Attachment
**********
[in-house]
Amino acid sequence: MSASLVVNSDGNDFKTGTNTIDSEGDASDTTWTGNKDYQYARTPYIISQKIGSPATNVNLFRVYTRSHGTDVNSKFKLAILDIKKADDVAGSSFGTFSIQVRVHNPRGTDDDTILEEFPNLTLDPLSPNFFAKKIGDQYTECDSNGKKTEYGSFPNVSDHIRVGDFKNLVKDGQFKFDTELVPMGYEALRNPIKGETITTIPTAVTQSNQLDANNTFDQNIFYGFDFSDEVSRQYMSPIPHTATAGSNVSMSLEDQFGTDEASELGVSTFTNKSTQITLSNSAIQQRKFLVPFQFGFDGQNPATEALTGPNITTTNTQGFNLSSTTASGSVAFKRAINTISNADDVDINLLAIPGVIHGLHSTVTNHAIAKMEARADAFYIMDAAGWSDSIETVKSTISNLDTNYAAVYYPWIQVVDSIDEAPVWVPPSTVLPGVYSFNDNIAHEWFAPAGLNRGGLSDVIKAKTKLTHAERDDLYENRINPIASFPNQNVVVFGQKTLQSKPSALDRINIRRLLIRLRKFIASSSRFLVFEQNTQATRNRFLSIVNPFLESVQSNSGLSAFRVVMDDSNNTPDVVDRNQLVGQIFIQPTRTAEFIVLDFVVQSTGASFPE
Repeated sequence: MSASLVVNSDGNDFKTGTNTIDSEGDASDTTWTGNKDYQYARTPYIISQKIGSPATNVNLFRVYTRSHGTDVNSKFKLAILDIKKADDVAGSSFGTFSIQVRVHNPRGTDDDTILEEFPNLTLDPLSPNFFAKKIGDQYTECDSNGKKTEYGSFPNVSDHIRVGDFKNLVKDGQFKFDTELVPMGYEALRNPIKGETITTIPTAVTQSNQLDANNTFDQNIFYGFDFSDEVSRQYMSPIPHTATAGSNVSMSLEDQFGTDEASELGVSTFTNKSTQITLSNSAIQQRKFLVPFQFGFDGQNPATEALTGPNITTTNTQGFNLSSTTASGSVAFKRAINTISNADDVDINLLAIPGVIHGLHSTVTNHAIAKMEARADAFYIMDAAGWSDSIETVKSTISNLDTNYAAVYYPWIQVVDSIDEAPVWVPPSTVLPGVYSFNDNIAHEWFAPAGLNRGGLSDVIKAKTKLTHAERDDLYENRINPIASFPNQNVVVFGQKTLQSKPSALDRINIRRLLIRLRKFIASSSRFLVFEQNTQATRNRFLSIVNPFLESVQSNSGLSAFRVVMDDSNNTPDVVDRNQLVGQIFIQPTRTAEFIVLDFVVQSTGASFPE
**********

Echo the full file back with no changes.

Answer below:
[in-house]
Amino acid sequence: MSASLVVNSDGNDFKTGTNTIDSEGDASDTTWTGNKDYQYARTPYIISQKIGSPATNVNLFRVYTRSHGTDVNSKFKLAILDIKKADDVAGSSFGTFSIQVRVHNPRGTDDDTILEEFPNLTLDPLSPNFFAKKIGDQYTECDSNGKKTEYGSFPNVSDHIRVGDFKNLVKDGQFKFDTELVPMGYEALRNPIKGETITTIPTAVTQSNQLDANNTFDQNIFYGFDFSDEVSRQYMSPIPHTATAGSNVSMSLEDQFGTDEASELGVSTFTNKSTQITLSNSAIQQRKFLVPFQFGFDGQNPATEALTGPNITTTNTQGFNLSSTTASGSVAFKRAINTISNADDVDINLLAIPGVIHGLHSTVTNHAIAKMEARADAFYIMDAAGWSDSIETVKSTISNLDTNYAAVYYPWIQVVDSIDEAPVWVPPSTVLPGVYSFNDNIAHEWFAPAGLNRGGLSDVIKAKTKLTHAERDDLYENRINPIASFPNQNVVVFGQKTLQSKPSALDRINIRRLLIRLRKFIASSSRFLVFEQNTQATRNRFLSIVNPFLESVQSNSGLSAFRVVMDDSNNTPDVVDRNQLVGQIFIQPTRTAEFIVLDFVVQSTGASFPE
Repeated sequence: MSASLVVNSDGNDFKTGTNTIDSEGDASDTTWTGNKDYQYARTPYIISQKIGSPATNVNLFRVYTRSHGTDVNSKFKLAILDIKKADDVAGSSFGTFSIQVRVHNPRGTDDDTILEEFPNLTLDPLSPNFFAKKIGDQYTECDSNGKKTEYGSFPNVSDHIRVGDFKNLVKDGQFKFDTELVPMGYEALRNPIKGETITTIPTAVTQSNQLDANNTFDQNIFYGFDFSDEVSRQYMSPIPHTATAGSNVSMSLEDQFGTDEASELGVSTFTNKSTQITLSNSAIQQRKFLVPFQFGFDGQNPATEALTGPNITTTNTQGFNLSSTTASGSVAFKRAINTISNADDVDINLLAIPGVIHGLHSTVTNHAIAKMEARADAFYIMDAAGWSDSIETVKSTISNLDTNYAAVYYPWIQVVDSIDEAPVWVPPSTVLPGVYSFNDNIAHEWFAPAGLNRGGLSDVIKAKTKLTHAERDDLYENRINPIASFPNQNVVVFGQKTLQSKPSALDRINIRRLLIRLRKFIASSSRFLVFEQNTQATRNRFLSIVNPFLESVQSNSGLSAFRVVMDDSNNTPDVVDRNQLVGQIFIQPTRTAEFIVLDFVVQSTGASFPE